Insect-resistant GM crops study

GroundCover Live and online, stay up to date with daily grains industry news online, click here to read more

- By Larissa Mullot

A recent study by American ecologists has found that GM insect-resistant crops containing a gene from a soil bacterium, Bacillus thuringiensis (Bt), which allows them to produce an insect toxin, are still effective 15 years after they were first commercialised.

According to the study, hardly any resistant pests have been found, and the resistance management strategy practised has proven successful.

Where insect-resistant GM crops are grown, insect resistance management strategies are employed to ensure the longevity of the products.

The management strategies are based on two key elements: first, the plants need to produce enough Bt protein to kill pests with low levels of resistance (high dose); second, refuge areas must be planted near Bt crops. These are planted with conventional cultivars so that pests living there can mate with resistant insects from the Bt fields.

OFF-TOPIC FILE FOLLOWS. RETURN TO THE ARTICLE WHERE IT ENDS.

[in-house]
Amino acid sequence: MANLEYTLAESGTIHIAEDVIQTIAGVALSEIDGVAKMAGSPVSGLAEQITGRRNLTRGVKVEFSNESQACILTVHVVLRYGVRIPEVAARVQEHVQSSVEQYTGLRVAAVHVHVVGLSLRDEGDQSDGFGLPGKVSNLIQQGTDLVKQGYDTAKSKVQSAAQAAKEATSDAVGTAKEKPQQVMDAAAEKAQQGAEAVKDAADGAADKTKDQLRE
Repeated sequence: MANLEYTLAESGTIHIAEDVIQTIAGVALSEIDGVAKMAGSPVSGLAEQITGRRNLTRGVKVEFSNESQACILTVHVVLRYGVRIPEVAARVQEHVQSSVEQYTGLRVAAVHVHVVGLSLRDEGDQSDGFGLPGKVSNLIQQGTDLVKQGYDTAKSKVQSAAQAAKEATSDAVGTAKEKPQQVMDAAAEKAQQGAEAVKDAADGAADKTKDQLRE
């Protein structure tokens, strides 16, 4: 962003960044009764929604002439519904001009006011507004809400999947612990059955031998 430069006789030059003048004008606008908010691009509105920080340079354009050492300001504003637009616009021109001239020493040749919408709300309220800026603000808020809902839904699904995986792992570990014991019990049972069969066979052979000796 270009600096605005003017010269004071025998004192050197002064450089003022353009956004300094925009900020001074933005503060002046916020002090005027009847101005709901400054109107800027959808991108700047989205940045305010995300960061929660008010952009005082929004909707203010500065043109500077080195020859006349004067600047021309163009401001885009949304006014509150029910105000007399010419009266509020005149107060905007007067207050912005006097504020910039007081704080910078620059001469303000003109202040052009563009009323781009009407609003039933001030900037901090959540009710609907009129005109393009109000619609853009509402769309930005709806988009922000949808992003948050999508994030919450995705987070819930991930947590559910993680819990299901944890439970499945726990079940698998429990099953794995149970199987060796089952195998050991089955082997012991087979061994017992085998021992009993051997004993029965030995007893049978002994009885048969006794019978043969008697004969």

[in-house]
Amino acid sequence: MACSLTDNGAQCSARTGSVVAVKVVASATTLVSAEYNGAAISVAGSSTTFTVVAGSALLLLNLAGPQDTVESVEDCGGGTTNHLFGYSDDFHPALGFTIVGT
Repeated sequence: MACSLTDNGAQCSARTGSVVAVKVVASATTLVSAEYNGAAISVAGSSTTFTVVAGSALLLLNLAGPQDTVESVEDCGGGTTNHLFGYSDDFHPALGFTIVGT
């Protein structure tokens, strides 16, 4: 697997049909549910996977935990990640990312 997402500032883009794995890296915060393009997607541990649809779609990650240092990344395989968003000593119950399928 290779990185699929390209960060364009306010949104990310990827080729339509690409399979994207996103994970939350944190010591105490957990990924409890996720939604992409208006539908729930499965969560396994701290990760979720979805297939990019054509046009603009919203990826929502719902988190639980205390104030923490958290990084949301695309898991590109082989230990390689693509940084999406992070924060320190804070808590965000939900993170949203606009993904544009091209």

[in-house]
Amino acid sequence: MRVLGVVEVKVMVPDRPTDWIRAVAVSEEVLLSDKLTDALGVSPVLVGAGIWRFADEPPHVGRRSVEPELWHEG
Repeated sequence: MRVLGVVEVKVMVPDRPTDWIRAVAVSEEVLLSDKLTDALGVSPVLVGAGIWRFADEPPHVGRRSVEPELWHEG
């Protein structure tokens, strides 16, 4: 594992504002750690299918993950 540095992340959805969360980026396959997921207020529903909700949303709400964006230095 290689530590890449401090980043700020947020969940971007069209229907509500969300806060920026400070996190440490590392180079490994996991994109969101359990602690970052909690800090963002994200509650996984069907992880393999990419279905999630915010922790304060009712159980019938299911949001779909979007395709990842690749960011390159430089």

According to the research, only three Bt-resistant pest populations have been clearly documented under field conditions world-wide, one each in Puerto Rico, South Africa and India. In all three cases, the researchers found there had been failures in employing resistance management strategies.

In Australia, insect-resistant GM cotton varieties have been approved for commercial use by the Office of the Gene Technology Regulator (OGTR) since 1996, with the initial INGARD® varieties now superseded by Bollgard II® varieties.

Insect-resistance management strategies relating to these cotton varieties are set by the Australian Pesticides and Veterinary Management Authority (APVMA) in consultation with researchers and industry. GRDC Research Code AAA00006 More information: ; ; ; ;

GRDC Project Code AAA00006

Region National, Overseas